Another £1 million was billed to the public purse for the refurbishment of the home of Prince Richard, the Duke of Gloucester. No, I’d never heard of him either, and I suspect that even Nicholas Witchell would struggle to identify him from a photo in order to ooze sycophantically about him.
The cost of maintaining the Palace of Holyroodhouse, the monarch’s official residence in Scotland and a handy venue for the second in line to the throne to have secret meetings with Gordon Brown to discuss opposing Scottish independence, is met by Historic Environment Scotland. The cost of maintaining Windsor Castle is likewise footed by the state.
In total the royal household has intervened to demand changes to or exemptions from, over 1000 pieces of legislation since the Queen ascended to the throne. They have intervened 67 times in Scottish legislation since the establishment of devolution. The exercise of the Royal prerogative, which permits the monarch to intervene in legislation, is a regular occurrence. The monarch is supposed not to get involved in politics, but it seems that the Windsors are very keen to get involved in politics in order to defend their immense wealth and property holdings.
The true cost of this hideously wealthy and pampered family is kept from the public, as is the true extent of their meddling in the political process in order to protect their wealth and privilege. You can be sure that the BBC won’t tell us any of that despite the vast amount of airtime they devote to the Windsors. There is zero prospect of them being cut down to size by a British state for which the worship of the Windsors is a vital element in the cult of British exceptionalism. No wonder the royals are opposed to Scottish independence, it represents a direct threat to their wealth, power, and political influence. Royal apologists like to talk about the grace and favours of the monarch. The truth is that the Windors profit from the grace and favours of the public.
NEW MODERATION POLICY
In the wake of recent events I am determined that this site will not become a home for bigots and conspiracy theorists. They will not be welcome here. Moderation is the most stressful part of running a blog, but this site is going to continue to make the positive case for independence. With this in mind as of today a new moderation policy is in force.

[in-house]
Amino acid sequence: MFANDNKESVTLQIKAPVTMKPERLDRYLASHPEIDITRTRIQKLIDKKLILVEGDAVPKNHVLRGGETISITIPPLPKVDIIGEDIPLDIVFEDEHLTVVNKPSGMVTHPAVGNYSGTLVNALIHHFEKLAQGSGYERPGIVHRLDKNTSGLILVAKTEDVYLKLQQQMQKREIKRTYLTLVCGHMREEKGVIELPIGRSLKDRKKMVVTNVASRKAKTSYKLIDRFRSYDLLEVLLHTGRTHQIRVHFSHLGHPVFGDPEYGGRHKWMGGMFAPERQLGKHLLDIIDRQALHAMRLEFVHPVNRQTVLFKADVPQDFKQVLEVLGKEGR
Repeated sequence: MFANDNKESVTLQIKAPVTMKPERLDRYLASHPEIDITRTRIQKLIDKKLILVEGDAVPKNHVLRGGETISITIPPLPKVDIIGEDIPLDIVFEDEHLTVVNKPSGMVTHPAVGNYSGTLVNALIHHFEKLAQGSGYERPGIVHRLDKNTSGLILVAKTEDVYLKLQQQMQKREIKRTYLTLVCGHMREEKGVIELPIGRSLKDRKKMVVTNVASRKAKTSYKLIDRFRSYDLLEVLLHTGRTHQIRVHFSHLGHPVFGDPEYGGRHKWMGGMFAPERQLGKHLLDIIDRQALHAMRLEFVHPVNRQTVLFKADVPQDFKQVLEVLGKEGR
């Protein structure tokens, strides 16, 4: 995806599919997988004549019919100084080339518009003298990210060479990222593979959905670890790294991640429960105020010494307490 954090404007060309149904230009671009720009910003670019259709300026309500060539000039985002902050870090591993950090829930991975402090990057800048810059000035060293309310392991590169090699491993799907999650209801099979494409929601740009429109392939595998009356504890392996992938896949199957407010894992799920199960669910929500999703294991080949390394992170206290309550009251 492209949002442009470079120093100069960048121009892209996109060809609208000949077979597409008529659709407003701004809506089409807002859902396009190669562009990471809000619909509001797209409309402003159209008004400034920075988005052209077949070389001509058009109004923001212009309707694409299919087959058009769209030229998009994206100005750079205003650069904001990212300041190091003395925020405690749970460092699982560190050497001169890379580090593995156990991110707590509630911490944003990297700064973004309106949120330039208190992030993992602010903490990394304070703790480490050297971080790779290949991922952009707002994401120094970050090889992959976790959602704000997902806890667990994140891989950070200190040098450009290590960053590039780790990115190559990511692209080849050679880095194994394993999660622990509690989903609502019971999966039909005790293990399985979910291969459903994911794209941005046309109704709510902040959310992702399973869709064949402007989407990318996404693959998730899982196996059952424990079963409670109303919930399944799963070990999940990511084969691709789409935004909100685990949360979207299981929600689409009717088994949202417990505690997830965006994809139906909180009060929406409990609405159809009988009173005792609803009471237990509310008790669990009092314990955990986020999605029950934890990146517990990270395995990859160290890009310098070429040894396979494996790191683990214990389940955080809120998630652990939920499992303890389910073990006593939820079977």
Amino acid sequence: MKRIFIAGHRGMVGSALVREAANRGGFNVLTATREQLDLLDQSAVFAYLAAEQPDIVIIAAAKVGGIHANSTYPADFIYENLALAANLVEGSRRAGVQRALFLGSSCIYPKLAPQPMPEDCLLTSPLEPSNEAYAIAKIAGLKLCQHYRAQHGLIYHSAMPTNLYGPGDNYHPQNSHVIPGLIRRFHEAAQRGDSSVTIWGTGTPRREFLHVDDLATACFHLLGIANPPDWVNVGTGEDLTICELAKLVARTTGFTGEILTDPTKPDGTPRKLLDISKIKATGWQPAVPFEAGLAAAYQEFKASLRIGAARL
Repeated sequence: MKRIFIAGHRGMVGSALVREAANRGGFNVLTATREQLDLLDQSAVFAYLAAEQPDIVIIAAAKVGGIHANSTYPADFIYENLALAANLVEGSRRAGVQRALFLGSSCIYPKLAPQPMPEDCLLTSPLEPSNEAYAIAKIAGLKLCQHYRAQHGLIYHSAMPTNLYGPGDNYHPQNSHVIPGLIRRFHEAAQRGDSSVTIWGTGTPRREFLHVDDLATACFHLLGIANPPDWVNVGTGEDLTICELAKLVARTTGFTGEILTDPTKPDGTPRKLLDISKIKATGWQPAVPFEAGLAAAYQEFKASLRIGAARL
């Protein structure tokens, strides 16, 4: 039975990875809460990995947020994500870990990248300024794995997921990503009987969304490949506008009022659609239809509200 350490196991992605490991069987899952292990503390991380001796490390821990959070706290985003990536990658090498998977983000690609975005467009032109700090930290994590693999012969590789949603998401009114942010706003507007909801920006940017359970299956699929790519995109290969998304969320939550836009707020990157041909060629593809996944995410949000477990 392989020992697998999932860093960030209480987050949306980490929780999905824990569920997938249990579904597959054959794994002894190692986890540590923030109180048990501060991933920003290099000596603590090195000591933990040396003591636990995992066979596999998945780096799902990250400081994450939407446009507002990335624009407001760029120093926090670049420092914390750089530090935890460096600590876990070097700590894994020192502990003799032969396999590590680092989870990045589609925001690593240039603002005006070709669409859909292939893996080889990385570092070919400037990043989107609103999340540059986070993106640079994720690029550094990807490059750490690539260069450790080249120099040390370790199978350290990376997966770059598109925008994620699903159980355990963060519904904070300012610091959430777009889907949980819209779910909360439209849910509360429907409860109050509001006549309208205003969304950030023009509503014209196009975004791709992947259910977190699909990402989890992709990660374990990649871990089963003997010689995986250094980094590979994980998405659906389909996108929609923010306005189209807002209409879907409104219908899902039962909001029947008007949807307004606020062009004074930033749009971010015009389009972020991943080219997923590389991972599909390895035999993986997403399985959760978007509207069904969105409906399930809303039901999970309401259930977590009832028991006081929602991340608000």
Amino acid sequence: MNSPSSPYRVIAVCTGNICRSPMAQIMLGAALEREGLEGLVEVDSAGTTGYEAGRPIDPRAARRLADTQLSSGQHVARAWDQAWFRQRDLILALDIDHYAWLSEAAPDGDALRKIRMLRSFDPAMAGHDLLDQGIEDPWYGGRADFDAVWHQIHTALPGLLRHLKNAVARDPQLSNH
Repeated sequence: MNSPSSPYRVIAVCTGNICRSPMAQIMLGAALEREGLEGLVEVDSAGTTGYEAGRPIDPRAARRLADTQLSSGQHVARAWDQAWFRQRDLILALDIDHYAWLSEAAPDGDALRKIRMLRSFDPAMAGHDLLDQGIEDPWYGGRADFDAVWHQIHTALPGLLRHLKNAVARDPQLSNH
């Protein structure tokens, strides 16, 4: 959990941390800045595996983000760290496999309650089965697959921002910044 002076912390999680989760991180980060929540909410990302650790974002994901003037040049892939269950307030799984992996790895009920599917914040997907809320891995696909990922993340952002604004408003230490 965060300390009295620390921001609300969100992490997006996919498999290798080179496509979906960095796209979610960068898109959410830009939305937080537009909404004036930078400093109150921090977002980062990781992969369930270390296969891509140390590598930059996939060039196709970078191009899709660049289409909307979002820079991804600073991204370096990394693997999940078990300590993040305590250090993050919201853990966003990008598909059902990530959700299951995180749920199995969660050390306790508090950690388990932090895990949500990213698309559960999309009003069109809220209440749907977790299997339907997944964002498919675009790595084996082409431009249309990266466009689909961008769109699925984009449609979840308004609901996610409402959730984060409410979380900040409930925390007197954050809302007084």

Anyone who attempts to use this site to post hatred, bigotry, or conspiracy theories will be banned. If you attempt to insult and abuse anyone you will be banned. This site has a zero-toleration policy for homophobia, transphobia, racism, and misogyny. Failure to respect this will result in a ban.
If you intend to spend the next four years undermining the SNP, the Scottish Government and the pro-independence parties that the great majority of independence supporters voted for, you can do so somewhere else, because you’re not going to do it here. The reminder that has regularly appeared on this site is not a serving suggestion. It will be rigorously enforced. If you don’t like this rule – there is a small x at the top right of your screen. Click it, close this page and go elsewhere.
This is your reminder that the purpose of this blog is to promote Scottish independence. If the comment you want to make will not assist with that goal then don’t post it. If you want to mouth off about how much you dislike the SNP leadership there are other forums where you can do that. You’re not welcome to do it here.
Scotland will have another independence referendum at some point in the next couple of years. Until then, this blog will continue to publish articles which – I hope – are amusing, entertaining, and which help to educate Scotland on the need for independence. However in order to do so I need to eat and pay my bills. Due to my reduced productivity and the limitations imposed on me by my health, this year I am asking for half the amount I’ve requested in previous fundraisers. I hope to raise £5000 which will go towards supporting myself for the next year.